The Harder They Fall

In perhaps the smartest post-election article yet, Mark Lilla concerns himself with the failure of intellectual conservatism (Hat tip: Andrew Sullivan). For Lilla, Sarah Palin is not, as David Brooks has famously suggested, "a fatal cancer to the Republican party," but rather a symptom of an anti-intellectual ailment that is now in its advanced stages.
...John McCain's choice was not a fluke, or a senior moment, or an act of desperation. It was the result of a long campaign by influential conservative intellectuals to find a young, populist leader to whom they might hitch their wagons in the future.

And not just any intellectuals. It was the editors of National Review and the Weekly Standard, magazines that present themselves as heirs to the sophisticated conservatism of William F. Buckley and the bookish seriousness of the New York neoconservatives. After the campaign for Sarah Palin, those intellectual traditions may now be pronounced officially dead.

It's true: the Weekly Standard and National Review have lost credibility. After engineering one of the worst political blunders in recent memory, they jettisoned anyone who dared utter dissent and, perhaps as a result, their evaluation of the election has yet to rise above the level of "the media did it."

Other voices, however, have been much more introspective. While National Review and the Weekly Standard were busy papering over old ideas with new slogans, the internet allowed for a new crop of conservative thinkers to grow up in parallel, and some times in concert, with traditional print sources. I understand why Andrew Sullivan might say, "the reconstruction of conservatism will require a generation's work," but I think that some intellectuals--Ross Douthat, David Brooks, Kathleen Parker and Sullivan himself, just to name a few--have already done a lot of the heavy lifting.

I actually worry about the opposite problem. Every day, on-line, serious strategy is being seriously debated by a group of talented, young conservatives. I read them not because I agree with them--I don't share Ross Douthat's ideas about abortion or pornography, nor do I like Sullivan's positions on the flat tax or affirmative action--but I appreciate their seriousness, their reasoning and their writing. Where is the rigorous, intelligent discussion, played out in real time over the internet, that is closer to my politics?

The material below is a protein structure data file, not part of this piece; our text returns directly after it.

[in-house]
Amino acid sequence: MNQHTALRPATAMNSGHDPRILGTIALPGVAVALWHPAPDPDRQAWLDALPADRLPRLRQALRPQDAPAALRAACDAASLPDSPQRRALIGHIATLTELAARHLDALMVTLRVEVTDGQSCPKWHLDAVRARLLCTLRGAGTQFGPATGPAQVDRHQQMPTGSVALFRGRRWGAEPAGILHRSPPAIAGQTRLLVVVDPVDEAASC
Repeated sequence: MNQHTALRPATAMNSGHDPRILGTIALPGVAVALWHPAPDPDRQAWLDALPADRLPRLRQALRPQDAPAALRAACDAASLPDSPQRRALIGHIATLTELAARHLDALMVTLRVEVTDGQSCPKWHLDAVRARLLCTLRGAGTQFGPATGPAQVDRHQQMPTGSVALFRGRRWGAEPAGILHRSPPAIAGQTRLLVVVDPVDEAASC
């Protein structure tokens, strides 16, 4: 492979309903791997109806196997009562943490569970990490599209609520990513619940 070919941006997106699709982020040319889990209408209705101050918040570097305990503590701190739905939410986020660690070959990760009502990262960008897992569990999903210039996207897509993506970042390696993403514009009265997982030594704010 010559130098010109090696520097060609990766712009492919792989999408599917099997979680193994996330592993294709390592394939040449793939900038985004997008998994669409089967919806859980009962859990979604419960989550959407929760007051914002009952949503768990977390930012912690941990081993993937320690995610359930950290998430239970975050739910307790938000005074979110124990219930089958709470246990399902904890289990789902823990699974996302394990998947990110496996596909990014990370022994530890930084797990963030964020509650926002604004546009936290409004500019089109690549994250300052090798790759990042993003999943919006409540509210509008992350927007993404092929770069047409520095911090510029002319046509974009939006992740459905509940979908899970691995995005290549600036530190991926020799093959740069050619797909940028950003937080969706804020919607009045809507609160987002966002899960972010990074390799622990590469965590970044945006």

When Lilla writes about his early encounters with conservatives, I empathize.
Conservative politics mattered less to me than the sober comportment of conservative intellectuals at that time; I admired their maturity and seriousness, their historical perspective, their sense of proportion. In a country susceptible to political hucksters and demagogues, they studied the passions of democratic life without succumbing to them.
To maintain not only power but the intellectual foundation from which it stems, progressives will need an equally vibrant new crop of public thinkers thinking publicly. Without it, our victory may be short-lived.

1 comment:

Zane said...

I couldn't agree more. With Obama taking office it is imperative that we have progressives engaged publicly. I was struck yesterday by my emotional reaction to Obama as he gave his first news conference. His demeanor has understandably changed. He is no longer our folk hero on Facebook or our buddy sending a text message. He has adopted the gravitas and distance of a leader with a country to run. And yet as he takes office many of us will want to continue believing that he is our pal.

The problem with viewing him as our friend is that when friends mess up we forgive them. We are able to write off egregious errors because we care for them. I worry that without engaged progressive voices who are willing to take exception with Obama's policies and choices, we may be lulled into our own anti-intellectualism born out of idolatry.